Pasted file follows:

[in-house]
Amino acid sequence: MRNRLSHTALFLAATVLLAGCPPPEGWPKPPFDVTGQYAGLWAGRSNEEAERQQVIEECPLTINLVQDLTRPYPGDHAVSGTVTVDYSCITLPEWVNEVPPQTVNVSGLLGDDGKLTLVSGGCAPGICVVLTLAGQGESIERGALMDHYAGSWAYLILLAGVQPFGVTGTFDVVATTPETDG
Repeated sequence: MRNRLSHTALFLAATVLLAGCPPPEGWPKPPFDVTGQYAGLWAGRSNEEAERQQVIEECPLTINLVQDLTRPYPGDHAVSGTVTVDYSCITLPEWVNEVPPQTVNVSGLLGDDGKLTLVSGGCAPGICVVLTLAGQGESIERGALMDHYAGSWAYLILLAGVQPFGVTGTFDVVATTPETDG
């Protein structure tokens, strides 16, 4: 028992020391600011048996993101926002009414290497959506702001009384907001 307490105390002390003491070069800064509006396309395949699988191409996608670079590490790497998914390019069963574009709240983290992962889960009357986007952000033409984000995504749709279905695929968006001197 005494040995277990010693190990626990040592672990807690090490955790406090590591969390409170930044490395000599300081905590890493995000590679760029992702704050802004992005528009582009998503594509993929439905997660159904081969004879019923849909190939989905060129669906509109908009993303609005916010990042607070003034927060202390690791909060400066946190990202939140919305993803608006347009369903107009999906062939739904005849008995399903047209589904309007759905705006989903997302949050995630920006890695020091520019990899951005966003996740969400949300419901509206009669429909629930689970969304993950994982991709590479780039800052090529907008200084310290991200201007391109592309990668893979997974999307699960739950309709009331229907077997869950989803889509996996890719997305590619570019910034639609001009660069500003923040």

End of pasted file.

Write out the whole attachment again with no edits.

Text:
[in-house]
Amino acid sequence: MRNRLSHTALFLAATVLLAGCPPPEGWPKPPFDVTGQYAGLWAGRSNEEAERQQVIEECPLTINLVQDLTRPYPGDHAVSGTVTVDYSCITLPEWVNEVPPQTVNVSGLLGDDGKLTLVSGGCAPGICVVLTLAGQGESIERGALMDHYAGSWAYLILLAGVQPFGVTGTFDVVATTPETDG
Repeated sequence: MRNRLSHTALFLAATVLLAGCPPPEGWPKPPFDVTGQYAGLWAGRSNEEAERQQVIEECPLTINLVQDLTRPYPGDHAVSGTVTVDYSCITLPEWVNEVPPQTVNVSGLLGDDGKLTLVSGGCAPGICVVLTLAGQGESIERGALMDHYAGSWAYLILLAGVQPFGVTGTFDVVATTPETDG
């Protein structure tokens, strides 16, 4: 028992020391600011048996993101926002009414290497959506702001009384907001 307490105390002390003491070069800064509006396309395949699988191409996608670079590490790497998914390019069963574009709240983290992962889960009357986007952000033409984000995504749709279905695929968006001197 005494040995277990010693190990626990040592672990807690090490955790406090590591969390409170930044490395000599300081905590890493995000590679760029992702704050802004992005528009582009998503594509993929439905997660159904081969004879019923849909190939989905060129669906509109908009993303609005916010990042607070003034927060202390690791909060400066946190990202939140919305993803608006347009369903107009999906062939739904005849008995399903047209589904309007759905705006989903997302949050995630920006890695020091520019990899951005966003996740969400949300419901509206009669429909629930689970969304993950994982991709590479780039800052090529907008200084310290991200201007391109592309990668893979997974999307699960739950309709009331229907077997869950989803889509996996890719997305590619570019910034639609001009660069500003923040």